You are cherry-picking one particular year in which they exercised deferred tax deductions and credits from previous years for corporate taxes.

In 2008, the previous year, in the first quarter alone, Exxon paid $29.3 billion in taxes domestically, which works out to an effective tax rate of 49%.

http://seekingalpha.com/article/75132-exxon-s-record-9-32-billion-q1-income-taxes-update

You also ignore that in 2009 (the year to which you are referring), Exxon paid $15.2 billion in taxes internationally.

http://www.forbes.com/sites/energysource/2010/04/07/exxon-says-it-does-pay-u-s-income-taxes/

You are conveniently excluding the fact that taxes are still paid on their products.  In 2010, on average, for every 2 cents Exxon earned in profit per gallon of gasoline, state governments took in 48.1 cents.

 

"Hidden costs are costs to our health and the environment that we are 100% dependent on for our species survival. That is a very steep cost that is obviously hard to quantify.  There have been estimates as high as $800 billion a year, and as low as $160 billion a year."

$800 billion?  $160 billion?  Which is it?  It's pretty easy to come up with figures like that, when you are just picking numbers out of the air, or inventing them to suit your argument. 

That's, what?  A 125% margin of error.  Well, if you're going to do that, then it would be dishonest not to acknowledge that, given your wildly divergent figures, the fossil fuel industry could just as easily be providing a "hidden" $200 billion benefit to health and the environment.  It easily fits within your margin of error.

See?  It's easy when you are throwing around made-up imaginary figures -- because they're "hidden".

And if you are trying to make the case that use of fossil fuels is having a negative impact on human health and longevity, then how do you explain the fact that there are more people living now, then when we first started really using fossil fuels in a significant way, at the beginning of the industrial revolution?

In that period of time, the human population has increased 6-fold, and the average lifespan has more than doubled.  Infant and child mortality have decreased to a tiny fraction of what it was, prior to widespread use of fossil fuels.

So there really isn't any statistical or epidemiological evidence to support your claim that fossil fuels are having a negative effect on our health and survival.  If anything, it proves the opposite of what you claim.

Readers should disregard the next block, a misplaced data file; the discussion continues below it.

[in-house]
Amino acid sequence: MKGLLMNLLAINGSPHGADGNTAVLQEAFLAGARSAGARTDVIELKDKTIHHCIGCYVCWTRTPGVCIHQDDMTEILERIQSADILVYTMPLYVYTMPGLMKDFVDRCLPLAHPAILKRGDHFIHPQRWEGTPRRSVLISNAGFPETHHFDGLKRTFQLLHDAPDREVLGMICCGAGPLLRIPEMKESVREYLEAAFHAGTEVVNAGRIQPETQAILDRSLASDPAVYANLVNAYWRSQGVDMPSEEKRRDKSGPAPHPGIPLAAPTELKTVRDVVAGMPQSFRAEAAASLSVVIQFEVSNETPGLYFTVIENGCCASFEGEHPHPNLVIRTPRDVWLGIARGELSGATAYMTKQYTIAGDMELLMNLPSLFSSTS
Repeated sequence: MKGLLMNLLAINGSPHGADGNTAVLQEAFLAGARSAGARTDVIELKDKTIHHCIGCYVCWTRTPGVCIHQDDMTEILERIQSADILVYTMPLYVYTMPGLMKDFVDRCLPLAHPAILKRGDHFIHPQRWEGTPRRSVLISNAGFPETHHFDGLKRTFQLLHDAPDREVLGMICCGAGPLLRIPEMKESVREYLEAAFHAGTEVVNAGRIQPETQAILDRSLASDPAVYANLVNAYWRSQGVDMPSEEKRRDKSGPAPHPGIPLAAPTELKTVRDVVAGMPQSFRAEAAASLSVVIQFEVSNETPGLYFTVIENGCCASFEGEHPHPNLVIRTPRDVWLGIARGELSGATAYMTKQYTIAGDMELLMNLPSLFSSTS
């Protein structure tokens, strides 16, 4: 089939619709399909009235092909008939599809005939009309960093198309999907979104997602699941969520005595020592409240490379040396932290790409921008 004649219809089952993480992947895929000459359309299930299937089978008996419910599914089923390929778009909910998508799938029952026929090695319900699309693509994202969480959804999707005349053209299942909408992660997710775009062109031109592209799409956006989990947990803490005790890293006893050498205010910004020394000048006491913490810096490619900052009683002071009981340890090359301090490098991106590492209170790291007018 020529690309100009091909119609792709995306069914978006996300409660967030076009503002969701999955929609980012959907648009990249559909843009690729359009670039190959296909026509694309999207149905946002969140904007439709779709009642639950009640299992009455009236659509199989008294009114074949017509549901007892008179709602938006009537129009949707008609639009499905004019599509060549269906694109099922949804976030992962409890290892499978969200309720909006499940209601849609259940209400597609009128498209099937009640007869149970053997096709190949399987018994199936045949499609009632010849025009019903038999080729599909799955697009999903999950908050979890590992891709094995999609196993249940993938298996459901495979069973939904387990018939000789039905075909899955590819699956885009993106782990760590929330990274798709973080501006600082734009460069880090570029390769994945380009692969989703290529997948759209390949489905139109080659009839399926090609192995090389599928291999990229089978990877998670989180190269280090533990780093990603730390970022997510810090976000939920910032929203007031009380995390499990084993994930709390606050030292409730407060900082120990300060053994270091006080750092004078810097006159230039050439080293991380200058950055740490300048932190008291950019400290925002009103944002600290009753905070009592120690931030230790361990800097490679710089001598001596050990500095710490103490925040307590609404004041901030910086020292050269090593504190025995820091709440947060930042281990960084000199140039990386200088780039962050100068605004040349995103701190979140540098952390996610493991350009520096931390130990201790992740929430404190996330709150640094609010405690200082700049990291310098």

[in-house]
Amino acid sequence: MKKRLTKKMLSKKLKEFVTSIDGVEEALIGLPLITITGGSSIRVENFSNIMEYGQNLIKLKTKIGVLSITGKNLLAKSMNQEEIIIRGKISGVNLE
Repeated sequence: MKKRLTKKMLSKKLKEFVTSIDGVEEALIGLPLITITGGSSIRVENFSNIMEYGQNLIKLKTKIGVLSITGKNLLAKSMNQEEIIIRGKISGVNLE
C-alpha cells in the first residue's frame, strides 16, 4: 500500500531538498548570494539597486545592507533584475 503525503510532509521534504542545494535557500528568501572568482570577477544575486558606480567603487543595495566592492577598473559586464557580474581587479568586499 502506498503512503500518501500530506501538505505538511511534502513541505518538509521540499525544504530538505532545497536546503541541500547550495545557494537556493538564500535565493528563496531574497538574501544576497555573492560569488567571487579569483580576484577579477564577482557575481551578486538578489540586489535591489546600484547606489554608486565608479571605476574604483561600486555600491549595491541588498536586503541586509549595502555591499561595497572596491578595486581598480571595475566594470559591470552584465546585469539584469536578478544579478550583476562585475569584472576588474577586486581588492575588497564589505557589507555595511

"Coal alone is estimated to kill 13,000 Americans every year."

Really?  Estimated by whom?  Can you show me one single death certificate which states: CAUSE OF DEATH: COAL?  See?  More made-up numbers.

But since you are so concerned, I don't see why you are wasting your time railing against  a relatively minor culprit such as coal?  Why, in 2008 (and this is an actual figure, not a fanciful "estimate") 22,631 people were killed by accidental falls.  If you don't believe me, you can check here:

http://www.cdc.gov/nchs/fastats/acc-inj.htm

Since 13,000 hypothetical deaths have you so excited, then I'd think you'd really be up in arms over 22,631 REAL deaths.  You should stop wasting your time on coal, and start demanding the government pass a law against gravity.

 

"It has destroyed hundreds of natural waterways in Appalachia from mountain top removal, which by the way is a job killer, reducing the number employed in coal mining."

So your solution to lost jobs in the coal mining industry is to eliminate the coal mining industry?  Sheer genius.  Obamanomics in action, I suppose.

 

"What is the cost of ending civilization and causing mass extinctions across the planet?  How would you quantify that?  It is beyond counting."

As I have already shown, exactly the opposite has happened.  We're still here, more of us, healthier, better fed, living longer lives, and with the highest standard of living in all of recorded human history.  And yet, you seem to have a complaint about that, somehow.

 

"How do you justify using the atmosphere for a garbage dump, with no accounting for that?"

How do you account for the fact that urban air is probably cleaner than it was during the Middle Ages?  Or do you really want us to go back to horses and livestock defecating all over the streets of major cities, like they did a century ago?  We can also go back to burning wood for heat and cooking, just like in the good old days.  Won't that be healthy?

 

"Climate change is real and is caused by human emissions. There is really no scientific debate about that fact."